Table of Contents

+ Add to Library

Previous Next

Chapter 19 Friends Again

  • Emily listened very anxiously on Monday morning, but "no sound of axe, n_onderous hammer rang" in Lofty John's bush. That evening on her way home fro_chool, Lofty John himself overtook her in his buggy and for the first tim_ince the night of the apple stopped and accosted her.
  • "Will ye take a lift, Miss Emily av New Moon?" he asked affably.
  • Emily climbed in, feeling a little bit foolish. But Lofty John looked quit_riendly as he clucked to his horse.
  • "So you've clean wiled the heart out av Father Cassidy's body, 'The sweetes_crap av a girl I've iver seen,' says he to me. Sure an' ye might lave th_oor prastes alone."
  • Emily looked at Lofty John out of the corner of her eye. He did not see_ngry.
  • "Ye've put  _me_  in a nice tight fix av it," he went on. "I'm as proud as an_ew Moon Murray av ye all and your Aunt Elizabeth said a number av things tha_ot under my skin. I've many an old score to settle with her. So I thought I'_et square by cutting av the bush down. And you had to go and quare me wid m_raste bekase av it and now I make no doubt I'll not be after daring to cut _tick av kindling to warm me shivering carcase without asking lave av th_ope."
  • "Oh, Mr Sullivan, are you going to leave the bush alone?" said Emil_reathlessly.
  • "It all rests with yourself, Miss Emily av New Moon. Ye can't be afte_xpecting a Lofty John to be too humble. I didn't come by the name bekase a_e makeness."
  • "What do you want me to do?"
  • "First, then, I'm wanting you to let bygones be bygones in that matter av th_pple. And be token av the same come over and talk to me now and then as y_id last summer. Sure now, and I've missed ye—ye and that spit-fire av an Ils_ho's never come aither bekase she thinks I mistrated you."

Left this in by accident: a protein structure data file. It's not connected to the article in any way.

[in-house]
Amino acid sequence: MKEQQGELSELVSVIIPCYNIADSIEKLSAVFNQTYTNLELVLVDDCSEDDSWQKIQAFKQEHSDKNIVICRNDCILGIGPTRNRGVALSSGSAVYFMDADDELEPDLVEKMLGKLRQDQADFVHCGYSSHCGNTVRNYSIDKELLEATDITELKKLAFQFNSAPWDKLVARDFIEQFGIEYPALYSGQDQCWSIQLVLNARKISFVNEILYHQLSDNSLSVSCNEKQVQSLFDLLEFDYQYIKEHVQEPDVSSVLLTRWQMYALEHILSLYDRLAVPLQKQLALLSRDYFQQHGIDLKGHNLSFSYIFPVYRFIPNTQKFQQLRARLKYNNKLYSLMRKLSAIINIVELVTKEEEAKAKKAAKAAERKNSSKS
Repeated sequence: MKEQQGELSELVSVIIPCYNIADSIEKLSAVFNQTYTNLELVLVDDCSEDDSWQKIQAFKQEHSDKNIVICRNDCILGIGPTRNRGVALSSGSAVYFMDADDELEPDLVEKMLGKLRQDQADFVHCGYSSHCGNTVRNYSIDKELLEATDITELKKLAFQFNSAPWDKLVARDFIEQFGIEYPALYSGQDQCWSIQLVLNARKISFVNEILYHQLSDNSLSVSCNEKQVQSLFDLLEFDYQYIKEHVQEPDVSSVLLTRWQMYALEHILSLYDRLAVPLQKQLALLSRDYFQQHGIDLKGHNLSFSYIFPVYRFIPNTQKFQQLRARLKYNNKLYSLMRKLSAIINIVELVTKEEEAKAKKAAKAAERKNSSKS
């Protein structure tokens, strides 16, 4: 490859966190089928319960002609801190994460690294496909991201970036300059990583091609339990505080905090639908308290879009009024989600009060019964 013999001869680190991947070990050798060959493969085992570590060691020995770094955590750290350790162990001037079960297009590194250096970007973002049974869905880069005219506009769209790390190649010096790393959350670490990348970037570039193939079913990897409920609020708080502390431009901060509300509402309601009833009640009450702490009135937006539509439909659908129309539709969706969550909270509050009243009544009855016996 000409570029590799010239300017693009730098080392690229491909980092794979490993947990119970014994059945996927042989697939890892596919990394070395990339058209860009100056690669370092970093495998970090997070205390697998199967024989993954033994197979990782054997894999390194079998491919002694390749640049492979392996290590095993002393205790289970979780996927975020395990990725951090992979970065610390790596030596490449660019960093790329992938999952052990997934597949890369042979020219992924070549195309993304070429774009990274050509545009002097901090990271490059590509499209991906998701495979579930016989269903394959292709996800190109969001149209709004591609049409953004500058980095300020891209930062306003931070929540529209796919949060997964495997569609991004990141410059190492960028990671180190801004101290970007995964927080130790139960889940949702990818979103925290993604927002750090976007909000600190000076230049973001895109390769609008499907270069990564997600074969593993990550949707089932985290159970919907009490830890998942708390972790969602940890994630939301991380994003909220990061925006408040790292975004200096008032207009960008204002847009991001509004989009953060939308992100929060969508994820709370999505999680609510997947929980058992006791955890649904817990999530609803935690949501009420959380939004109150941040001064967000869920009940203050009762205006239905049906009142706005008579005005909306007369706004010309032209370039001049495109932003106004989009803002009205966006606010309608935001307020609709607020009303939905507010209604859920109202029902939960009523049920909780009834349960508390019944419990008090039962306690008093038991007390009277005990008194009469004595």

• "I'll come of course," said Emily doubtfully, "if only Aunt Elizabeth will le_e."
  • "Tell her if she don't the bush'll be cut down—ivery last stick av it. That'l_etch her. And there's wan more thing. Ye must ask me rale make and polite t_o ye the favour av not cutting down the bush. If ye do it pretty enough sur_iver a tree will I touch. But if ye don't down they go, praste or no praste,"
  • concluded Lofty John.
  • Emily summoned all her wiles to her aid. She clasped her hands, she looked u_hrough her lashes at Lofty John, she smiled as slowly and seductively as sh_new how—and Emily had considerable native knowledge of that sort. "Please, M_ofty John," she coaxed, "won't you leave me the dear bush I love?"
  • Lofty John swept off his crumpled old felt hat. "To be sure an' I will. _roper Irishman always does what a lady asks him. Sure an' it's been the rui_v us. We're at the mercy av the petticoats. If ye'd come and said that to m_fore ye'd have had no need av your walk to White Cross. But mind ye keep th_est av the bargain. The reds are ripe and the scabs soon will be—and all th_ats have gone to glory."
  • Emily flew into the New Moon kitchen like a slim whirlwind.
  • "Aunt Elizabeth, Lofty John isn't going to cut down the bush—he told me h_ouldn't—but I have to go and see him sometimes—if you don't object."
  • "I suppose it wouldn't make much difference to you if I did," said Aun_lizabeth. But her voice was not so sharp as usual. She would not confess ho_uch Emily's announcement relieved her; but it mellowed her attitud_onsiderably. "There's a letter here for you. I want to know what it means."
  • Emily took the letter. It was the first time she had ever received a rea_etter through the mail and she tingled with the delight of it. It wa_ddressed in a heavy black hand to "Miss Emily Starr, New Moon, Blair Water."